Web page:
Inside the relaunch of ELLE Australia

Jason Pollock
By Jason Pollock | 4 March 2024
Grace O’Neill and Nicky Briger.

Fashion title ELLE Australia magazine officially relaunched today after a four-year hiatus.

The 244-page Bright Young Things issue – featuring actor Sophie Wilde on the cover – ties in with a focus that editor Grace O'Neill says is like being an incubator for young Australian creative talent.

"We really wanted to lean into this idea of celebrating and nurturing this next generation of young Australian stars and that's something that we feel very proud of and excited by; we see ourselves almost as owning that space in the Australian media market," she says.

When O'Neill accepted the job as editor of the new ELLE Australia magazine, she tells AdNews she was thinking a lot about what works in print and what works in digital and how that content exists on a number of different mediums.

"I think a mistake we saw in the 2010s was this emergence of these new mediums - like YouTube, social media, Instagram etc - and some magazines rushing to put things that should belong on the Internet into a magazine," she says.

With 45 global editions, Are Media will publish two editions of ELLE Australia locally – today’s autumn/winter edition and a spring/summer edition in September – before moving to four editions in 2025. O'Neill says such a strategy is a "really smart way" to reintroduce people to ELLE slowly and very intentionally.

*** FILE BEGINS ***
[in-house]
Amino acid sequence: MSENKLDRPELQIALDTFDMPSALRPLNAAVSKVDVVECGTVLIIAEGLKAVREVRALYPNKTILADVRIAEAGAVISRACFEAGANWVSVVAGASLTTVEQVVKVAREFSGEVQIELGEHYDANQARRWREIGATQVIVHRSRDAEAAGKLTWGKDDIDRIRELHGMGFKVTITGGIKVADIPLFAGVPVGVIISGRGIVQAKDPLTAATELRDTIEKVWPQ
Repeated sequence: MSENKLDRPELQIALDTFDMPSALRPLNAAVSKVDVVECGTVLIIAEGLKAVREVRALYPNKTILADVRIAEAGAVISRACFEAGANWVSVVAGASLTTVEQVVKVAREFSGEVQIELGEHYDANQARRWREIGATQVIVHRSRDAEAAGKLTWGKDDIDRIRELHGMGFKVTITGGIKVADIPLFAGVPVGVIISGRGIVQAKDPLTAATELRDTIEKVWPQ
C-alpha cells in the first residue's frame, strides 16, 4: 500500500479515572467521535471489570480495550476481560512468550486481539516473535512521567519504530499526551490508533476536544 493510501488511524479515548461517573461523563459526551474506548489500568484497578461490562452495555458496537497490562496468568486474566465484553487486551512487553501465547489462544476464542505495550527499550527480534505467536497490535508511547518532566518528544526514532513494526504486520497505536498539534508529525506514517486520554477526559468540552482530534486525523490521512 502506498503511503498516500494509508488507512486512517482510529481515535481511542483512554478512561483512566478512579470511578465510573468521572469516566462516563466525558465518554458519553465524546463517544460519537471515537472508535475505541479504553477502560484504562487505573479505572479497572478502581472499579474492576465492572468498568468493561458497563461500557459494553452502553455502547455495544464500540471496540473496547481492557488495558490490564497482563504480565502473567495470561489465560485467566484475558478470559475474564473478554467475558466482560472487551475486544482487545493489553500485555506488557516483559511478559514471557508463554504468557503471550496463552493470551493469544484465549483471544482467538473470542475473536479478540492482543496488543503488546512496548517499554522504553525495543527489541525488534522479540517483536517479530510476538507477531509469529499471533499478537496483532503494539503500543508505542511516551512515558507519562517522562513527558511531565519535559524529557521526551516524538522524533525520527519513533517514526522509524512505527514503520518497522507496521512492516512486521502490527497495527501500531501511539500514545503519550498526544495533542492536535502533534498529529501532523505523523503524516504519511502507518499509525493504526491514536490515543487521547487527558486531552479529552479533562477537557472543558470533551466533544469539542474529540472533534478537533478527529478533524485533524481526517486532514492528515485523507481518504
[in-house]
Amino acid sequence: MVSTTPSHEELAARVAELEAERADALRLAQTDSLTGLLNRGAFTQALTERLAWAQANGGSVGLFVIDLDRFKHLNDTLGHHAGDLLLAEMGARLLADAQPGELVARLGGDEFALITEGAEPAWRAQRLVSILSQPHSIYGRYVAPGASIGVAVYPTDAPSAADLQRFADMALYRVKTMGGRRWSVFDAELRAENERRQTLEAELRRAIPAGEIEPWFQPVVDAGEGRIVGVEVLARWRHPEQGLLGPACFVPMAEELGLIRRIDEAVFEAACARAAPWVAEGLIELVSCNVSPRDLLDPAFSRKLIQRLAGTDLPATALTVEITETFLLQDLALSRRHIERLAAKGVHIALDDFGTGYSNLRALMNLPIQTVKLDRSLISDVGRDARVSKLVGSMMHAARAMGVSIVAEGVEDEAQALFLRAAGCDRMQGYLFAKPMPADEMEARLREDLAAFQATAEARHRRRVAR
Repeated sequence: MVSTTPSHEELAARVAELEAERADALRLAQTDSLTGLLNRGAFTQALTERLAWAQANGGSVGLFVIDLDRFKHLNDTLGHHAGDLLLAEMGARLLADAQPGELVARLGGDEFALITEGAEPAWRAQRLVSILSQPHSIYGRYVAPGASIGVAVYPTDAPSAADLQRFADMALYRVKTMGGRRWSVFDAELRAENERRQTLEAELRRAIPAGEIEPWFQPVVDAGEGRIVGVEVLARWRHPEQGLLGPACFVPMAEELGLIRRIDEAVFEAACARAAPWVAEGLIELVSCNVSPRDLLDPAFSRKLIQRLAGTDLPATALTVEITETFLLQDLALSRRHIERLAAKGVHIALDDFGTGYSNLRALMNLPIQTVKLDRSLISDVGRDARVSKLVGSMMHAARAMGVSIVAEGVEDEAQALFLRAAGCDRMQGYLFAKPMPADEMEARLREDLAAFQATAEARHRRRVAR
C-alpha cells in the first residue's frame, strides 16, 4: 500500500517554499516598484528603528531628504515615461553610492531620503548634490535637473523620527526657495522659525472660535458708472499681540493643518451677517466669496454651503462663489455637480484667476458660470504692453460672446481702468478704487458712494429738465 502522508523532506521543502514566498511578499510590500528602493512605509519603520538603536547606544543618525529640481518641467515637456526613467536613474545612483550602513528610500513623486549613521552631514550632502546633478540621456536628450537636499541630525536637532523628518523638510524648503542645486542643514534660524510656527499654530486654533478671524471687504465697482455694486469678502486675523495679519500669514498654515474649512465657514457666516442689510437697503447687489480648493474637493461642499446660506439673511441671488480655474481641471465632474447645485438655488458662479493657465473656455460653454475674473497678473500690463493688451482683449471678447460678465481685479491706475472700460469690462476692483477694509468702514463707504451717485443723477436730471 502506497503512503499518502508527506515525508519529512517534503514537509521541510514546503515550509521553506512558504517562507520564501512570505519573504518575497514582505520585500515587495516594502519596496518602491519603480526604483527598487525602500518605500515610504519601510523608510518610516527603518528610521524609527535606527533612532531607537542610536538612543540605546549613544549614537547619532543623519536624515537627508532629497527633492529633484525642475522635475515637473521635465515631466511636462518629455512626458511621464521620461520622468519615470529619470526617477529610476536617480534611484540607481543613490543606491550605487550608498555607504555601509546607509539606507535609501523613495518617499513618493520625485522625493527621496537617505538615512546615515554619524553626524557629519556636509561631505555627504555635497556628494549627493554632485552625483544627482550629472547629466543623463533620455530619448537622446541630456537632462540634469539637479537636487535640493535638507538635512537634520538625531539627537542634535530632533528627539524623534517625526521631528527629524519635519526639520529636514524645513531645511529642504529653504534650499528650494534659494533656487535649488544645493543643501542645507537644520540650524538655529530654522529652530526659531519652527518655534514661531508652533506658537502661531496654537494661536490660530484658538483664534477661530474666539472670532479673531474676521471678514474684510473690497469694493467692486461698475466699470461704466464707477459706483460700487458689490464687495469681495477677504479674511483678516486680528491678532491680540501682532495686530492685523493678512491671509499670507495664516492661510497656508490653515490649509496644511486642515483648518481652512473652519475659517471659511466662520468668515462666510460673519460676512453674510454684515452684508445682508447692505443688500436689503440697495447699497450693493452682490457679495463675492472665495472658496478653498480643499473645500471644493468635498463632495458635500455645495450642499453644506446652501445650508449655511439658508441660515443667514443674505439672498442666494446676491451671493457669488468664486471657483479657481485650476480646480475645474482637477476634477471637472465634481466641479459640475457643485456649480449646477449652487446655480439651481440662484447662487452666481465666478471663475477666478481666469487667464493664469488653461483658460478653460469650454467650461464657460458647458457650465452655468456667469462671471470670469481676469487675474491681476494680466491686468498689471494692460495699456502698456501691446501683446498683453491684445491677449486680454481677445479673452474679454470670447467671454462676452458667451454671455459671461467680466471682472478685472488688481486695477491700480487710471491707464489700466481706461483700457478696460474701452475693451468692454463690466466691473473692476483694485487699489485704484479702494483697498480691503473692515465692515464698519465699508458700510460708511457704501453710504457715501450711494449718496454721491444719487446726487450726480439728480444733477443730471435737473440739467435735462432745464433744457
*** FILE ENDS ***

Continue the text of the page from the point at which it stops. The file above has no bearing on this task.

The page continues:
"To suddenly come back with 12 issues a year, it didn't allow us the time to put the team and the infrastructure in place and to really think about what we wanted the identity and the content to be and how we wanted it to look and feel," she says.

"This gave us the freedom to present a very considered product and we're able to do that again in September; the idea of slowly moving to four next year and hopefully six the year after that just speaks to wanting to create a product that's very intentional and not just reactive."


The cover of the first relaunched ELLE Magazine cover

O'Neill says that the response in the market to the relaunch was that ELLE has been "really missed".

"There was this huge disruption in print in 2020 with the closure of many titles and both readers and advertisers really felt that gap very profoundly - especially the kind of caliber of advertisers that we work with, they want to see these beautiful campaigns that they spent so much money on exist in the ecosystem of a print magazine," she tells AdNews.

"From a readership perspective, what's really exciting is that we've noticed a big uptick on digital traffic as we’ve announced the news of the print magazine coming back."

Nicky Briger, Are Media's GM of fashion and beauty, says the advertiser response to the relaunch has been "pretty phenomenal".

"We’re thrilled with the response from advertisers: they’ve been overwhelmingly positive from the moment we mentioned plans to bring back the print product," she says.

"The real proof is in the end result: we’ve landed 60% above our advertising budget, which shows there’s a strong appetite for more luxury publishers in the market."